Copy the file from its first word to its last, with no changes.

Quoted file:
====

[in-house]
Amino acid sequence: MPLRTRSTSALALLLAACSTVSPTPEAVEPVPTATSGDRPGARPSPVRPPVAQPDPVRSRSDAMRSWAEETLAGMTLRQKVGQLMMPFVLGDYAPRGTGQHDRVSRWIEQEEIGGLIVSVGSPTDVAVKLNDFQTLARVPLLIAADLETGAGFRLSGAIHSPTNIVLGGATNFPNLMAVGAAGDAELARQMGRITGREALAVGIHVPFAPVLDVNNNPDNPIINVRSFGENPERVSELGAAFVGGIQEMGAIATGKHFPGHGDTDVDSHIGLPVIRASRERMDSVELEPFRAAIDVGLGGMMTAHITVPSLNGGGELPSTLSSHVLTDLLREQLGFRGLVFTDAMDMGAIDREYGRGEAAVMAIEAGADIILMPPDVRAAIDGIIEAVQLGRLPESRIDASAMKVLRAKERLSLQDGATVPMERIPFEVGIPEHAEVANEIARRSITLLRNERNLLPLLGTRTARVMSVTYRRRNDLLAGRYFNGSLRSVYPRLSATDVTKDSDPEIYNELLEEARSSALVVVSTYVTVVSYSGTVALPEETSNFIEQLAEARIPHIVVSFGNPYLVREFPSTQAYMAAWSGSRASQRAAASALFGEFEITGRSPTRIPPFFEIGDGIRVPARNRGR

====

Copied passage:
[in-house]
Amino acid sequence: MPLRTRSTSALALLLAACSTVSPTPEAVEPVPTATSGDRPGARPSPVRPPVAQPDPVRSRSDAMRSWAEETLAGMTLRQKVGQLMMPFVLGDYAPRGTGQHDRVSRWIEQEEIGGLIVSVGSPTDVAVKLNDFQTLARVPLLIAADLETGAGFRLSGAIHSPTNIVLGGATNFPNLMAVGAAGDAELARQMGRITGREALAVGIHVPFAPVLDVNNNPDNPIINVRSFGENPERVSELGAAFVGGIQEMGAIATGKHFPGHGDTDVDSHIGLPVIRASRERMDSVELEPFRAAIDVGLGGMMTAHITVPSLNGGGELPSTLSSHVLTDLLREQLGFRGLVFTDAMDMGAIDREYGRGEAAVMAIEAGADIILMPPDVRAAIDGIIEAVQLGRLPESRIDASAMKVLRAKERLSLQDGATVPMERIPFEVGIPEHAEVANEIARRSITLLRNERNLLPLLGTRTARVMSVTYRRRNDLLAGRYFNGSLRSVYPRLSATDVTKDSDPEIYNELLEEARSSALVVVSTYVTVVSYSGTVALPEETSNFIEQLAEARIPHIVVSFGNPYLVREFPSTQAYMAAWSGSRASQRAAASALFGEFEITGRSPTRIPPFFEIGDGIRVPARNRGR